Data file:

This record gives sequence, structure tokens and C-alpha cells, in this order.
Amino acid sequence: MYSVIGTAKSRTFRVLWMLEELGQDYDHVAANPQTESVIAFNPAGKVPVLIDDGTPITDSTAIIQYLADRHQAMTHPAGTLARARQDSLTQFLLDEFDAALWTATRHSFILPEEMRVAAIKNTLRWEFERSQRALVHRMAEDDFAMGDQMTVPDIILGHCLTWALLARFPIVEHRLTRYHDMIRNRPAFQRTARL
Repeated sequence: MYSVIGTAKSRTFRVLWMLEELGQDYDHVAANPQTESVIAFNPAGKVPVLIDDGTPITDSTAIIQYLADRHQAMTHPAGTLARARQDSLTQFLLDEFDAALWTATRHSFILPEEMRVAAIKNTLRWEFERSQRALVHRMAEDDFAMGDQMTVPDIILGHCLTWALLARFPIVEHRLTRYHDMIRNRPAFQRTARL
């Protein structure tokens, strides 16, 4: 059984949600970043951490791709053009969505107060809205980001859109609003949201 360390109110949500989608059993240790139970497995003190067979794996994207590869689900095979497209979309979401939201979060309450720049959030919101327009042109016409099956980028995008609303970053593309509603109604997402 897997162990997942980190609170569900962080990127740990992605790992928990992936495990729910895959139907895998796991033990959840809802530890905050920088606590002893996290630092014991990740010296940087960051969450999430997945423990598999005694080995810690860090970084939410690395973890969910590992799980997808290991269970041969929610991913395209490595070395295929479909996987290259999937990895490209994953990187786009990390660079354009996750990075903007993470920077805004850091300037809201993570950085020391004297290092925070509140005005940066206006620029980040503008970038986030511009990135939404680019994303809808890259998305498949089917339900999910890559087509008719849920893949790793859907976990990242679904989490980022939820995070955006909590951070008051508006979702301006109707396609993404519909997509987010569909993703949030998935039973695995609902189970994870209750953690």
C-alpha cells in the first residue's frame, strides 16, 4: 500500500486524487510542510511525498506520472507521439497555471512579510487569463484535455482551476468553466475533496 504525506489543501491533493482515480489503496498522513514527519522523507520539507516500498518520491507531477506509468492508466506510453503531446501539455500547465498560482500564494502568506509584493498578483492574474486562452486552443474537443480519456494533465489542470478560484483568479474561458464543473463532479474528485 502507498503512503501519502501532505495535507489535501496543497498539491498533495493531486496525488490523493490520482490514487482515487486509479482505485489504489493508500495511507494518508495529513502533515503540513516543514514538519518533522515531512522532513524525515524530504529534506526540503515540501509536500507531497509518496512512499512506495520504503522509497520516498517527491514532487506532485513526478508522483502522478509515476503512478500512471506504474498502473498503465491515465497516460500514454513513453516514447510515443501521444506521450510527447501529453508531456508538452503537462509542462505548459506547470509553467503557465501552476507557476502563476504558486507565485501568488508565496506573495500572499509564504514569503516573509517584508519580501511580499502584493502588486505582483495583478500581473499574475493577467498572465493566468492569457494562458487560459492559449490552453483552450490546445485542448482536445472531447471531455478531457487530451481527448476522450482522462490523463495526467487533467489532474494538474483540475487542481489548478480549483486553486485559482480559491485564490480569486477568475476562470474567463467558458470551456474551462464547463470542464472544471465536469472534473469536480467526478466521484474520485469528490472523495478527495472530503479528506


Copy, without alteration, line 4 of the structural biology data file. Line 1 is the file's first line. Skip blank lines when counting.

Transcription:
């Protein structure tokens, strides 16, 4: 059984949600970043951490791709053009969505107060809205980001859109609003949201 360390109110949500989608059993240790139970497995003190067979794996994207590869689900095979497209979309979401939201979060309450720049959030919101327009042109016409099956980028995008609303970053593309509603109604997402 897997162990997942980190609170569900962080990127740990992605790992928990992936495990729910895959139907895998796991033990959840809802530890905050920088606590002893996290630092014991990740010296940087960051969450999430997945423990598999005694080995810690860090970084939410690395973890969910590992799980997808290991269970041969929610991913395209490595070395295929479909996987290259999937990895490209994953990187786009990390660079354009996750990075903007993470920077805004850091300037809201993570950085020391004297290092925070509140005005940066206006620029980040503008970038986030511009990135939404680019994303809808890259998305498949089917339900999910890559087509008719849920893949790793859907976990990242679904989490980022939820995070955006909590951070008051508006979702301006109707396609993404519909997509987010569909993703949030998935039973695995609902189970994870209750953690």